Imagine this scene: you’ve locked yourself out of your apartment. You could climb in the window, call up a locksmith for emergency service, or finally put to use all of those hours you spent teaching the cat how to operate a deadbolt. Or you could walk to a nearby kiosk, provide a thumbprint, and receive an exact copy of your key. [More]
For a recent trip, Michael rented a car from Hertz. It was a hatchback. He had a tiny problem: the key he had opened the doors and started the engine and everything, but didn’t open the hatch. He tried a few different ways to contact customer service, but couldn’t find anyone to help him or didn’t receive an answer. He never needed trunk access during his trip…but what if he had? [More]
Robert usually writes about energy and the environment on his blog. However, he recently ran into a scammer online, and surprised the scammer by fighting back:
After I didn’t roll over for him, he resorted to sending me numerous threats and harassing e-mails, going so far as to threaten harm to my elementary school aged son. I wasn’t about to let him get away with this. [More]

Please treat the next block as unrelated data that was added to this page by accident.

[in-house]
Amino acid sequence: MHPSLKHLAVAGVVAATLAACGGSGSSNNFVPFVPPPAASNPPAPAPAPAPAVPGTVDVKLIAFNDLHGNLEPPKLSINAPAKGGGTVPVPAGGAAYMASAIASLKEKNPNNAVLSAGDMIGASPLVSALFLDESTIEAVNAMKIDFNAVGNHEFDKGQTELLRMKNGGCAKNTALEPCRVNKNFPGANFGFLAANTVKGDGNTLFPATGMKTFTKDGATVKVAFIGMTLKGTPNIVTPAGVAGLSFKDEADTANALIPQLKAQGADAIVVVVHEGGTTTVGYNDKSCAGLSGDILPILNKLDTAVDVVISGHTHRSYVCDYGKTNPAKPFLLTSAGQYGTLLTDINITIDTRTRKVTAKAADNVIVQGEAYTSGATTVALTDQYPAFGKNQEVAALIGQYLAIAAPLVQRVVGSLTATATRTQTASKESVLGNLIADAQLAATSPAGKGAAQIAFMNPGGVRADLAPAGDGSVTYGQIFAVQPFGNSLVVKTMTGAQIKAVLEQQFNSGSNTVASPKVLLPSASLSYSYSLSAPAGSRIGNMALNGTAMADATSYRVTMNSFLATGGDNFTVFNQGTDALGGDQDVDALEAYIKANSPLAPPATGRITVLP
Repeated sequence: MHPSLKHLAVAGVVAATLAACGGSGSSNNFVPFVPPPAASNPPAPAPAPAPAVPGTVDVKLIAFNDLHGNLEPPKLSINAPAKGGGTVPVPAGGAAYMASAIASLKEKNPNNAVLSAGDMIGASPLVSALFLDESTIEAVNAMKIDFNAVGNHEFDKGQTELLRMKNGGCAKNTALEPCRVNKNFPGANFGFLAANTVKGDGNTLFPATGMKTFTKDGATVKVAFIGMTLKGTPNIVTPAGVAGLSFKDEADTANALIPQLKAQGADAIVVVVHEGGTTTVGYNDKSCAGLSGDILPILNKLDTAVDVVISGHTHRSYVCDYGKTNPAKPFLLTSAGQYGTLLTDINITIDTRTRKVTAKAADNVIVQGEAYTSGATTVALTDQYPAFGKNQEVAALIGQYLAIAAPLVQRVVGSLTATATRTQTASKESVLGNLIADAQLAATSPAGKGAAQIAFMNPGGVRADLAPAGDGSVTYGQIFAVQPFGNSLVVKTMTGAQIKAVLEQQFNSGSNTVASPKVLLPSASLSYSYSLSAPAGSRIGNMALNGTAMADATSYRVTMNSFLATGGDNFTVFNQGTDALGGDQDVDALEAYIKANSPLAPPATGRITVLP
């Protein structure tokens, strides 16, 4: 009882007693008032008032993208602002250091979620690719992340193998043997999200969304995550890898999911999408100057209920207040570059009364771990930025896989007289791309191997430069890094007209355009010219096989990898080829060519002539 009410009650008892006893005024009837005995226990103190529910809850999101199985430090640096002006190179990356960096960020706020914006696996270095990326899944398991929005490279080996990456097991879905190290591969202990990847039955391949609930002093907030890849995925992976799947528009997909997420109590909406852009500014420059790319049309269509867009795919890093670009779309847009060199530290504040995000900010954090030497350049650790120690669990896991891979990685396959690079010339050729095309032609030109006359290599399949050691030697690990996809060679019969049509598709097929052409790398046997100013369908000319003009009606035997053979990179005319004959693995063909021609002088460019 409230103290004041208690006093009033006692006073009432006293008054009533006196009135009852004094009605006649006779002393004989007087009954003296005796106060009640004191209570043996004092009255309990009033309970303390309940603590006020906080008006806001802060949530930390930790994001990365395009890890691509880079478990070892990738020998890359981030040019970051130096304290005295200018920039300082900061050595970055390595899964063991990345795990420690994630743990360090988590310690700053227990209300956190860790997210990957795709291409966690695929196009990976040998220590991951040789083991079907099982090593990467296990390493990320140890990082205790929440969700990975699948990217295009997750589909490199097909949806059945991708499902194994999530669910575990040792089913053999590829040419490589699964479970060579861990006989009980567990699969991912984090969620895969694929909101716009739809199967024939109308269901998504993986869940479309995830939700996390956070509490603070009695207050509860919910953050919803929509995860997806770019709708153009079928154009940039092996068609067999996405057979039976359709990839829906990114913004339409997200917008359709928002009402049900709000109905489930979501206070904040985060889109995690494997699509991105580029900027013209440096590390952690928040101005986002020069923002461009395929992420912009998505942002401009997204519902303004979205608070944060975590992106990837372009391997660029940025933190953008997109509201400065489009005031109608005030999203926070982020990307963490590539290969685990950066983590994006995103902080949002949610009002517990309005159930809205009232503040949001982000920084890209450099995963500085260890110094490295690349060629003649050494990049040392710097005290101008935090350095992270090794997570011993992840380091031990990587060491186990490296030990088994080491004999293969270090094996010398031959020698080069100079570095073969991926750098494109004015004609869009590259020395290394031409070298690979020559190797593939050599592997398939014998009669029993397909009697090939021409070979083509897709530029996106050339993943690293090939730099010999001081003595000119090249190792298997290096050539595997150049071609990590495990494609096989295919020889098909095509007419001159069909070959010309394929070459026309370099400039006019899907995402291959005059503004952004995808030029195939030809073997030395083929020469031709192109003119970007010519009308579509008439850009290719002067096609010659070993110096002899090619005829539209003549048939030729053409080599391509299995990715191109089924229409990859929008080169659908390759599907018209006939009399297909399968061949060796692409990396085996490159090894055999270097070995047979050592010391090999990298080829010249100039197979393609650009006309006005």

There are lots of honest locksmiths out there — but there are dishonest ones too — and they’re notorious for bullying helpless consumers out of a lot of money. Here’s the scenario: You’re locked out of your car, so you call a locksmith. You’re quoted a price that seems reasonable, but when the “locksmith” shows up, he bullies you into paying more money — a lot more.
The Colombus Dispatch informs us that Kroger loyalty cards do, in fact, help people find lost keys.
The U.S. Postal Service delivers about 100 sets of lost keys each week to the Great Lakes region Kroger headquarters in Westerville, which covers most of Ohio, Michigan and West Virginia. Kroger employees look up customers’ addresses and ship the keys and any attachments to their homes, often to very surprised owners.
Greedy national locksmith companies masquerade as local businesses to prey on consumers who think they are in no position to haggle. Dependable Locksmith, Basad Inc, and Liberty Locksmith are just a few of the national chains that rip-off distressed consumers, charging up to $500 for simple jobs. From the LA Times: